In fact, the air crash occurred on 13 August 1940 when Sir Brudenell White was Chief of the General Staff – around a year after the declaration of war with Germany.

Yet another non-checked “fact” – brought to you by the ABC.


MWD just loves it when journalists speak to journalists about journalism.  What’s invariably in the (interview) room is an acute lack of self-awareness.

Take the final Lateline, for example, last Friday.  In a decision that ran the risk of giving self-indulgence a bad name, Emma Alberici (presenter Lateline) interviewed former Lateline presenters Kerry O’Brien, Maxine McKew and Leigh Sales about Lateline.  Kerry O’Brien once worked for Labor Party leader Gough Whitlam and Maxine McKew became the Labor MP for Bennelong.  Of the various Lateline presenters between 1990 and 2017, not one was a conservative.  Not one.  Thus demonstrating again that the taxpayer funded public broadcaster is a Conservative Free Zone.

The final Lateline was one of those discussions heard on the ABC where like-minded types talk to each other.  So it came as no surprise when Emma essentially agreed with Kerry who essentially agreed with Maxine who essentially agreed with Leigh who essentially agreed with Kerry who essentially agreed with himself.

No one discussed how it came about that what was an important program over many years suffered a severe loss of viewers and became of little moment in recent times.

Partly this was due to ABC management’s decision to move Lateline forward an hour to the 9.30 pm time slot on the second ABC TV Channel – with a repeat on the main ABC TV Channel at 10.30 pm.  This meant that Lateline’s staff had an hour less to put together a program.  Also Lateline dropped many of its current affair debates in favour of more interviews or debates with politicians – virtually all of whom were capable of running a (boring) party line.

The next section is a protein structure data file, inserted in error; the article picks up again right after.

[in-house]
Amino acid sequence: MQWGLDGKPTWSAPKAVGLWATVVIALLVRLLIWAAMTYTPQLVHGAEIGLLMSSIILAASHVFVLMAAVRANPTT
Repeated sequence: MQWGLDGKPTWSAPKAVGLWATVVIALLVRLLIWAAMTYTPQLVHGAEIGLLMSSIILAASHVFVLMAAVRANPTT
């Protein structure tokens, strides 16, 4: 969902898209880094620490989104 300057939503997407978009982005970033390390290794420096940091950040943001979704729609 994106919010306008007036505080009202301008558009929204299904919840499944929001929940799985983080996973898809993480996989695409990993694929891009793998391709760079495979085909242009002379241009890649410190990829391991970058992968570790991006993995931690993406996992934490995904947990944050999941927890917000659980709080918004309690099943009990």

The fact is that Lateline declined rapidly on Emma Alberici’s watch. But it was not the kind of point which she was likely to raise last Friday – nor did she. Nor did any of her ABC besties.

While on the issue of Lateline’s post mortem, last Friday – as one of its “highlights” the program ran an excerpt from a debate between Gerard Henderson and Kate McClymont on 16 April 2014.  It was the evening of the day when Barry O’Farrell stepped down as premier of New South Wales after giving inaccurate evidence in the Independent Commission Against Corruption (ICAC) about the receipt of a gift of a bottle of Grange wine.  Let’s go to the transcript of what Lateline ran last Friday concerning the Henderson/McClymont debate of 16 April 2014:

Gerard Henderson: Well that’s a very serious allegation to make with no     evidence.  You have no evidence that he didn’t tell the truth.  That’s an   outrageous allegation to make.

Kate McClymont: Gerard – Gerard, that’s what the note is all about.

Gerard Henderson:   No, it’s not; he may have forgotten.

Kate McClymont: No. Gerard –

Gerard Henderson:  You’re confused.

Kate McClymont: OK. No, no, no, no, Gerard, I think I was listening to the evidence; you may not have been.

On Friday, Lateline cut from the exchange Kate McClymont’s assertion that, in his evidence at ICAC, Barry O’Farrell “didn’t tell the truth”. That’s why Gerard Henderson said that this was “a very serious allegation to make with no evidence”.

This was an intellectually dishonest edit aimed to cover up Ms McClymont’s defamatory howler.

Also, Emma Alberici failed to tell Lateline viewers on Friday that Gerard Henderson’s position on Lateline on 16 April 2014 was confirmed by the findings of the Independent Commission Against Corruption.  In its report titled Investigation Into dealings between Australian Water Holdings Pty Ltd and Sydney Water Corporation and related matters contained the following comment – which was released on 3 August 2017 – ICAC held:

When he [Mr O’Farrell] gave evidence on 16 April 2014, Mr O’Farrell had no recollection of receiving the wine. There is no evidence to the contrary. The Commission is satisfied that there was no intention on Mr O’Farrell’s part to mislead the Commission on either occasion that he gave evidence.